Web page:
January 2, 2015

New Year Resolution

Happy New Year to everyone!

Another new year and more resolutions to be made to make our world a better place! The global geo-political turmoil and the skirmishes of the smaller kinds in our own nations keep us guessing as to what positive omens this new-year will portend. We all want peace and harmony even as we tussle with the negative elements that seem to get the better of us most times.  

A couple of days ago I was invited to a radio talk show in Maldives on “the role of the individual in bringing harmony to a nation”. As I have repeatedly shared thoughts on this topic in various ways through “Rukkuri’ blog, I was more than delighted to share these thoughts on national radio too. As usual, the time available to such programs is always too short to probe the true depth of the minefield of such issues that plague our nation. Yes, disharmony can well be the AKA for our country at this juncture, and thus we need this discussion. To my friend and I in this exchange representing the “Panel for National Harmony”, this topic begins and ends with the individual citizen and about our disposition to always blame the other person for our ill fate. It seems that we never look at ourselves as the perpetrator of our ills. Many who don’t want to look deep into the genesis of human discontentment may not want to accept this at first, but our hope was that when each one of us takes the time to truly analyse the source of our resentment that fuels our divided society, the solution would become clear. I perceived this sense of general resentment from the comments of those that called in while the program was going on. This was a dial-in show and there were two or three callers who did not have questions but comments that seem to lay blame than point to queries or clarifications on what we were discussing. I presume that there are many who may have had genuine questions, but those who have the courage to call and ask are few and those that did yesterday all seemed to have some frustration with the way our public condition is governed. The irritable issue for them was about insensitive public leaders who don’t care about the public’s interests. It was the concern about our Male streets thronged with guest labourers who have no regard for our age-old local Maldivian culture of cleanliness and respectfulness, the streets and sidewalks that were being increasingly spitted on, littered and derelict. Who is to blame but the public officials and those who we have to uphold law and order – those in uniform and those meting out justice in their grand edifices?

Yes, all these are the more proximate determinants of the social decay we see amid our burgeoning materialism -- plush vehicles on our uneven road surfaces, fast motorcyclists that care little about pedestrian safety, and multi-storeyed buildings that crowd every bit of open space in Male. But the real issue we both noted was the irresponsibility we seem to have acquired within ourselves and now don’t see or don’t want to see that society is built on our collective views complementing that of each one of us individuals. We elect our leaders with our own free will in democracy, we crowd this little square mile of space with these over-sized vehicles, litter the streets with impunity, and fill our workplaces with guest labor because our young people have not been nurtured into appreciating the dignity of labor.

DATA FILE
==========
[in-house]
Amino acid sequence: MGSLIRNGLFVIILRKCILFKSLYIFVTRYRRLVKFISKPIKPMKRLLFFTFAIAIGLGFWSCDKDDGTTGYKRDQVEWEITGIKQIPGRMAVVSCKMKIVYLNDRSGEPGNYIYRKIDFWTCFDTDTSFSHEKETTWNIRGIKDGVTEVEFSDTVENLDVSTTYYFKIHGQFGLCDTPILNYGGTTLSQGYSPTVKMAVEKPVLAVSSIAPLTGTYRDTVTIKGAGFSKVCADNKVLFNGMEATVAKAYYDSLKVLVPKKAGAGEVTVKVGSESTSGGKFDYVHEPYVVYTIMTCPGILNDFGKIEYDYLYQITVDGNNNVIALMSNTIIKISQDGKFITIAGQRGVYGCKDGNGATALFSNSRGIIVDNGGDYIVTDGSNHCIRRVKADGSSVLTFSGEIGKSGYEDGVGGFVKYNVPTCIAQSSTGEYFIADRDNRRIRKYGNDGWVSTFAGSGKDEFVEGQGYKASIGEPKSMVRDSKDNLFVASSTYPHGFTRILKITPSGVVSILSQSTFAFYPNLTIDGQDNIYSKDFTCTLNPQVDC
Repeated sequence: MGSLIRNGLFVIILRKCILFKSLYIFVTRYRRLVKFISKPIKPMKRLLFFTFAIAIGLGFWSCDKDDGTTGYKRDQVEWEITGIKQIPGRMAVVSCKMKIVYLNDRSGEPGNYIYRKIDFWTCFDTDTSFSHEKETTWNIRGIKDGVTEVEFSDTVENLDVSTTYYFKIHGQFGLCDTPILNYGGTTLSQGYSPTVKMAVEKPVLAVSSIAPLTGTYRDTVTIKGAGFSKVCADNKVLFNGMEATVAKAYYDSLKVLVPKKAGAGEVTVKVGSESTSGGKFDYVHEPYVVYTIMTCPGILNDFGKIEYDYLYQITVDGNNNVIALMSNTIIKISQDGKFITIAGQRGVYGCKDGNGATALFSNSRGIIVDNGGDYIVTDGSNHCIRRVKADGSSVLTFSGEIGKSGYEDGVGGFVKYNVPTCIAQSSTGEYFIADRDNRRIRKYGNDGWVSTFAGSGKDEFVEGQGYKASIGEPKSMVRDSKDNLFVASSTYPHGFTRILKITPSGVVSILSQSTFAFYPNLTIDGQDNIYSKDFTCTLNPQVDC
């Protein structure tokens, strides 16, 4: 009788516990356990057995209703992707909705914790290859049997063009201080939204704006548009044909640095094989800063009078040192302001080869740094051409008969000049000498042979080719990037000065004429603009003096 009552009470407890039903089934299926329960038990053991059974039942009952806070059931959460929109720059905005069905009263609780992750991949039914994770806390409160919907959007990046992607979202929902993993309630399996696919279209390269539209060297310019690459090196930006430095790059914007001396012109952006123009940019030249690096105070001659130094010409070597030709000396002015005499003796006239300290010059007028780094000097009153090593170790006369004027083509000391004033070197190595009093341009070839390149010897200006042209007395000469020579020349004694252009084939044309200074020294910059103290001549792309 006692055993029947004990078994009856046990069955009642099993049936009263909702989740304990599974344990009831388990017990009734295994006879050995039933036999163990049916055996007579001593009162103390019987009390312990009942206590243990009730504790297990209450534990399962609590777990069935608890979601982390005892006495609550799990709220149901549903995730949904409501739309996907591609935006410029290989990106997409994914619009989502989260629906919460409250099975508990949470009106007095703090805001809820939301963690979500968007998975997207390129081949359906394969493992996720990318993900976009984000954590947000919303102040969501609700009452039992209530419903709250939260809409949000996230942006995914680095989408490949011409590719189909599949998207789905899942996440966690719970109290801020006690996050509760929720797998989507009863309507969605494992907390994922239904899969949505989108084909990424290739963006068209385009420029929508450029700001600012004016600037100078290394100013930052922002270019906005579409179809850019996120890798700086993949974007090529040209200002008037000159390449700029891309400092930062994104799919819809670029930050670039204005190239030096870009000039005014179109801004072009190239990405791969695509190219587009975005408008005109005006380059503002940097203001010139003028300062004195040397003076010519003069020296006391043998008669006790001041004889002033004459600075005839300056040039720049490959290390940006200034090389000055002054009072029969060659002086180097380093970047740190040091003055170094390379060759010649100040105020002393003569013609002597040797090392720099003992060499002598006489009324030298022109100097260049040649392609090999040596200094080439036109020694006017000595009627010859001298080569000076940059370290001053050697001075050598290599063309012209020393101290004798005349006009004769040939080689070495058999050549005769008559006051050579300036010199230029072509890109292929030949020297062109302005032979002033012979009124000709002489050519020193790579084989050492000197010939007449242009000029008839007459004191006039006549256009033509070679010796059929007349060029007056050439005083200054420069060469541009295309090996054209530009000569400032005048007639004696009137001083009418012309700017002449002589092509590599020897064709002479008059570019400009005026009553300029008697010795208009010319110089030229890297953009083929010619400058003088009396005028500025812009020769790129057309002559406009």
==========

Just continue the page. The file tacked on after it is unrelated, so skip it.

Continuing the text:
Two generations of the budding nuclear family have destroyed the character-nurturing context and space of the extended family that has shut the child from the supportive presence of grandparents, schools given way to teaching children only to bank information and pass exams, parents who felt that English education was enough to land a child into successful adulthood without any value education, politicians showing that the model of temporary flattery and availability during election time is adequate to convince voters to get the numbers to win, and do as they please from then on, and employers who don’t care about hiring locally with the excuse that Maldivians are too capricious to their liking; no wonder our wobbly sidewalks, any railinged curb-sites, or park benches at any given time of the day or night are all occupied by the bodies and footsteps of the guest workers. 

Soon they will outnumber us. In one way it is a harbinger of a subservient future we may have to face as a nation that is reminiscent of the parable of the Tortoise and the Hare. Are we to slumber in national self-importance and arrogance until another people take us over? That seems to be what our good book also says – paraphrased: until we attempt to change our plight, God doesn’t do it for us. We can change only when we become aware that the power to change is within us and not with those we point fingers at. Let's begin the struggle to change ourselves!

1 comment:

Anonymous said...

Good reading